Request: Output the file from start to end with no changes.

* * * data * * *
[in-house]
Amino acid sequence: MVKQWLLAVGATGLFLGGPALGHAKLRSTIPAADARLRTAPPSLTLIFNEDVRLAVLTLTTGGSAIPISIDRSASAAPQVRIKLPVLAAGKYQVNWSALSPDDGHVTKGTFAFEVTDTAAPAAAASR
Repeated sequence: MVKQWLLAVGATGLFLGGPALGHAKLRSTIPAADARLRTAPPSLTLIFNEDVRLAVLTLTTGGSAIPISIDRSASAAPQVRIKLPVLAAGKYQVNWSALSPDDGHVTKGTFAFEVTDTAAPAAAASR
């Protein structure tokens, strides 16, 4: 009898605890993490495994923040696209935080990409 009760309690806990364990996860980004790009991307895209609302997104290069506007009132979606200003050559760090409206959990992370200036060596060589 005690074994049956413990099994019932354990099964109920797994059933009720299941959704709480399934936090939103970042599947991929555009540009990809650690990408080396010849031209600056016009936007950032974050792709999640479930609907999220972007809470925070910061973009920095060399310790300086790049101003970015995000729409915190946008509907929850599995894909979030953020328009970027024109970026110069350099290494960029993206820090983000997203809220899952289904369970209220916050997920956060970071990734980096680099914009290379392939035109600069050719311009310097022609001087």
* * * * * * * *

[in-house]
Amino acid sequence: MVKQWLLAVGATGLFLGGPALGHAKLRSTIPAADARLRTAPPSLTLIFNEDVRLAVLTLTTGGSAIPISIDRSASAAPQVRIKLPVLAAGKYQVNWSALSPDDGHVTKGTFAFEVTDTAAPAAAASR
Repeated sequence: MVKQWLLAVGATGLFLGGPALGHAKLRSTIPAADARLRTAPPSLTLIFNEDVRLAVLTLTTGGSAIPISIDRSASAAPQVRIKLPVLAAGKYQVNWSALSPDDGHVTKGTFAFEVTDTAAPAAAASR
């Protein structure tokens, strides 16, 4: 009898605890993490495994923040696209935080990409 009760309690806990364990996860980004790009991307895209609302997104290069506007009132979606200003050559760090409206959990992370200036060596060589 005690074994049956413990099994019932354990099964109920797994059933009720299941959704709480399934936090939103970042599947991929555009540009990809650690990408080396010849031209600056016009936007950032974050792709999640479930609907999220972007809470925070910061973009920095060399310790300086790049101003970015995000729409915190946008509907929850599995894909979030953020328009970027024109970026110069350099290494960029993206820090983000997203809220899952289904369970209220916050997920956060970071990734980096680099914009290379392939035109600069050719311009310097022609001087």